Karen Daubmann is NYBG’s AVP for Exhibitions. She has researched, planned, and installed over 50 exhibitions in her seven years at the Garden.
At The New York Botanical Garden, exhibitions are planned over many years with the intent of bringing to life distant lands, influential people, interesting plants, rarely seen gardens, and fantastic landscapes. We immerse ourselves in the study of our subjects with the goal of evoking the gardens and the spirits of their creators within the walls of the Enid A. Haupt Conservatory. In 2010, we transformed the galleries into Emily Dickinson’s Garden, complete with a path “just wide enough for two who love.” In 2012, when we celebrated Claude Monet, we knew the garden we created was one that he was surely enjoying when the glasshouse emptied each evening.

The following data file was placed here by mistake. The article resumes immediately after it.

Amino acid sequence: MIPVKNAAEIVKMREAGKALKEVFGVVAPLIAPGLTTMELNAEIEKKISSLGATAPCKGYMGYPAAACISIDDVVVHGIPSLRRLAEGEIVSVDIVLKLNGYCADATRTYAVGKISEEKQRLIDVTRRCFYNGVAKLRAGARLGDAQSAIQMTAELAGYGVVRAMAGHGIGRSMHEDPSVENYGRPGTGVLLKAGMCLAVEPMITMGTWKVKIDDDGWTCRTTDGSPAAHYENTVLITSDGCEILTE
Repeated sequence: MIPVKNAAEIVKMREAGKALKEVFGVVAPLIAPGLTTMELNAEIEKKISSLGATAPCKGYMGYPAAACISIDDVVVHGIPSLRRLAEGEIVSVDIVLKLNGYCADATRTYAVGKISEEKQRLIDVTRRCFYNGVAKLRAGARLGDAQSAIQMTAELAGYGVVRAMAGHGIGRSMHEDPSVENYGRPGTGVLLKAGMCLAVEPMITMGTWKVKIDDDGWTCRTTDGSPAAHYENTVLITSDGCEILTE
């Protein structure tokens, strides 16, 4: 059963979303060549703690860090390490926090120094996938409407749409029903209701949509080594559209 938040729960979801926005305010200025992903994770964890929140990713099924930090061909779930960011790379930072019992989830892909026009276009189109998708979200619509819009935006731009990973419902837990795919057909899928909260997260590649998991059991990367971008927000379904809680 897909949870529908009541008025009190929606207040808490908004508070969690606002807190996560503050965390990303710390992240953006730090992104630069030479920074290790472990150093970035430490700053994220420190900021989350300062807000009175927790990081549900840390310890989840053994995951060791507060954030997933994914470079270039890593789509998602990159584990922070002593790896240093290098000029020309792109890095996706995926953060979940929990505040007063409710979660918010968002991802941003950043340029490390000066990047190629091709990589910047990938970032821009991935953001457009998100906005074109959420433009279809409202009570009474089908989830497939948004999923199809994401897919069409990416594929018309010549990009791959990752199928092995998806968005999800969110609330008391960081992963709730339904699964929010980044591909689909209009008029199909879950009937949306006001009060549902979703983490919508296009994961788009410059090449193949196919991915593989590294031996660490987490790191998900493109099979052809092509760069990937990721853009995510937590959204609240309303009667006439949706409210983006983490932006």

When we began to research Frida Kahlo, we wanted to delve into the story of the woman who has been examined through her pain and suffering and paint her in a different light. We wanted to learn more about the iconic face that is emblazoned on canvases, the strong and fierce-looking dark-haired, dark-eyed woman who used to be known as Diego Rivera’s wife and is now known simply as Frida. The more we researched, the more intrigued we became.
To us, Self-Portrait with Thorn Necklace and Hummingbird was an image of a woman immersed in tropical flora. Her still-life paintings, an important yet lesser-known portion of her work, are informative displays of the rich diversity of Mexico’s plant life. We were fascinated by the incredible detail of Kahlo’s curated life, as evidenced by her paintings, her letters, and archival photos of Kahlo and Rivera in their garden. Her story was ripe to be told by The New York Botanical Garden. read more »